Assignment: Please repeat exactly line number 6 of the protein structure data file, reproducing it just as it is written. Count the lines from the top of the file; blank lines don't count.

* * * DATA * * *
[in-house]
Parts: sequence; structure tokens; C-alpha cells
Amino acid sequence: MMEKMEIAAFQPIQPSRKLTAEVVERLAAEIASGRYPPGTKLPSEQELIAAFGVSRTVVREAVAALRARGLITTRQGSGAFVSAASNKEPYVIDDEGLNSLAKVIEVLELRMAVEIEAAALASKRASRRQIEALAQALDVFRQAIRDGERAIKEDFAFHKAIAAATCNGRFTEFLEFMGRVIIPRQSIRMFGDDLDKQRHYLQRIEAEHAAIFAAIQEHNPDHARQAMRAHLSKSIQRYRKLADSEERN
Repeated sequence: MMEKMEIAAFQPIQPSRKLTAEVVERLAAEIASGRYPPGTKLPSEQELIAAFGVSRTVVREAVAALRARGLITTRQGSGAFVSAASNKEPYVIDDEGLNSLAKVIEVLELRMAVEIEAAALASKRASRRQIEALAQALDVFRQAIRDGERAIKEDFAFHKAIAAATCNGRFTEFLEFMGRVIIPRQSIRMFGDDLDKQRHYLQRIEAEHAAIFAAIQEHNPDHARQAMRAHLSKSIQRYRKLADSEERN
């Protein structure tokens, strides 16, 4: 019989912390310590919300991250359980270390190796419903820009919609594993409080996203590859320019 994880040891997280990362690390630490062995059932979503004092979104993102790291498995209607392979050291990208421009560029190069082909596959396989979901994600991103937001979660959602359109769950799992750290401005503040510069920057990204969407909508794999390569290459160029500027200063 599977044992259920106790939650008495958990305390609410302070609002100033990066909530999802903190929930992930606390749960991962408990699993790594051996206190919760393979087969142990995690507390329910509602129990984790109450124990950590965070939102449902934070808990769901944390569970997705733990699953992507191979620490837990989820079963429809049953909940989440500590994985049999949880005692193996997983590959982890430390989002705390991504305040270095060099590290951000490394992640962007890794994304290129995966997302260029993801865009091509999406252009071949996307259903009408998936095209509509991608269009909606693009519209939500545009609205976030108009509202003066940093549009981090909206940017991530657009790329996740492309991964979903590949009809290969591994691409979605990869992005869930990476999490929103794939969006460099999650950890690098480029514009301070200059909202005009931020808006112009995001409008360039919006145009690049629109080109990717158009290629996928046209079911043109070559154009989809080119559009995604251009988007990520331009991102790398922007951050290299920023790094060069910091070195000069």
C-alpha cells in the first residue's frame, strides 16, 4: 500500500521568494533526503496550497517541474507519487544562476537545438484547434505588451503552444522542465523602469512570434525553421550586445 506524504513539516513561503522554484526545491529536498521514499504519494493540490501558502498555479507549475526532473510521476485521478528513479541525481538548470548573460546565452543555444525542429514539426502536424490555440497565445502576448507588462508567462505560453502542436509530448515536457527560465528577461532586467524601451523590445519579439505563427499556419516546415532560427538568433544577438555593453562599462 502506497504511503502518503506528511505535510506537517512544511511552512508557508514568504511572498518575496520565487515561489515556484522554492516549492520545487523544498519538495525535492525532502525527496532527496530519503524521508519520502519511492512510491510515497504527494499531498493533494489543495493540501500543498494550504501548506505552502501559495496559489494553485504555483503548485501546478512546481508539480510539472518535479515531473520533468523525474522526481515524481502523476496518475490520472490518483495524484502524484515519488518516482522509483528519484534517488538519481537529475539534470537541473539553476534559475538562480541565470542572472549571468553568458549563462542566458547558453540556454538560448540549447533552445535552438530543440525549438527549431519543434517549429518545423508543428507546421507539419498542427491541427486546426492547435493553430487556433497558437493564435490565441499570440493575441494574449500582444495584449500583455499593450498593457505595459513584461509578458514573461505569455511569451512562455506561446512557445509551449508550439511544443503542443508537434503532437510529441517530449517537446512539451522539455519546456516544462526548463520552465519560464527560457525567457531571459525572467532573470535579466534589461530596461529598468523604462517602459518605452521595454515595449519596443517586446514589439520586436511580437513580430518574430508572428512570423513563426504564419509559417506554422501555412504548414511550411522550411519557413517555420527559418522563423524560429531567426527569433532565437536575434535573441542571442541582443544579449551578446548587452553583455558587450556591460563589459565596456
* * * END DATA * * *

C-alpha cells in the first residue's frame, strides 16, 4: 500500500521568494533526503496550497517541474507519487544562476537545438484547434505588451503552444522542465523602469512570434525553421550586445 506524504513539516513561503522554484526545491529536498521514499504519494493540490501558502498555479507549475526532473510521476485521478528513479541525481538548470548573460546565452543555444525542429514539426502536424490555440497565445502576448507588462508567462505560453502542436509530448515536457527560465528577461532586467524601451523590445519579439505563427499556419516546415532560427538568433544577438555593453562599462 502506497504511503502518503506528511505535510506537517512544511511552512508557508514568504511572498518575496520565487515561489515556484522554492516549492520545487523544498519538495525535492525532502525527496532527496530519503524521508519520502519511492512510491510515497504527494499531498493533494489543495493540501500543498494550504501548506505552502501559495496559489494553485504555483503548485501546478512546481508539480510539472518535479515531473520533468523525474522526481515524481502523476496518475490520472490518483495524484502524484515519488518516482522509483528519484534517488538519481537529475539534470537541473539553476534559475538562480541565470542572472549571468553568458549563462542566458547558453540556454538560448540549447533552445535552438530543440525549438527549431519543434517549429518545423508543428507546421507539419498542427491541427486546426492547435493553430487556433497558437493564435490565441499570440493575441494574449500582444495584449500583455499593450498593457505595459513584461509578458514573461505569455511569451512562455506561446512557445509551449508550439511544443503542443508537434503532437510529441517530449517537446512539451522539455519546456516544462526548463520552465519560464527560457525567457531571459525572467532573470535579466534589461530596461529598468523604462517602459518605452521595454515595449519596443517586446514589439520586436511580437513580430518574430508572428512570423513563426504564419509559417506554422501555412504548414511550411522550411519557413517555420527559418522563423524560429531567426527569433532565437536575434535573441542571442541582443544579449551578446548587452553583455558587450556591460563589459565596456